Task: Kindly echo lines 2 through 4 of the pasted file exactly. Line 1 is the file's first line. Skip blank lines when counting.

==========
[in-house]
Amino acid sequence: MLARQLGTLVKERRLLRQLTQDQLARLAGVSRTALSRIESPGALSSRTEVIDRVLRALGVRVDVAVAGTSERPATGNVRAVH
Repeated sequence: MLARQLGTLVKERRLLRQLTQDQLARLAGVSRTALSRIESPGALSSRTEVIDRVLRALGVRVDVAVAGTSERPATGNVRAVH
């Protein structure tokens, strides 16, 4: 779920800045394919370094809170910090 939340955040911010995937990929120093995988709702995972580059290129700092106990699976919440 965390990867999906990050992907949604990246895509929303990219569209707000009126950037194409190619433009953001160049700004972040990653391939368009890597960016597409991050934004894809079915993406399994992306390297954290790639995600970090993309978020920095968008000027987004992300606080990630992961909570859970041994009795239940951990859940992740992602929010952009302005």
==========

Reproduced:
Amino acid sequence: MLARQLGTLVKERRLLRQLTQDQLARLAGVSRTALSRIESPGALSSRTEVIDRVLRALGVRVDVAVAGTSERPATGNVRAVH
Repeated sequence: MLARQLGTLVKERRLLRQLTQDQLARLAGVSRTALSRIESPGALSSRTEVIDRVLRALGVRVDVAVAGTSERPATGNVRAVH
């Protein structure tokens, strides 16, 4: 779920800045394919370094809170910090 939340955040911010995937990929120093995988709702995972580059290129700092106990699976919440 965390990867999906990050992907949604990246895509929303990219569209707000009126950037194409190619433009953001160049700004972040990653391939368009890597960016597409991050934004894809079915993406399994992306390297954290790639995600970090993309978020920095968008000027987004992300606080990630992961909570859970041994009795239940951990859940992740992602929010952009302005």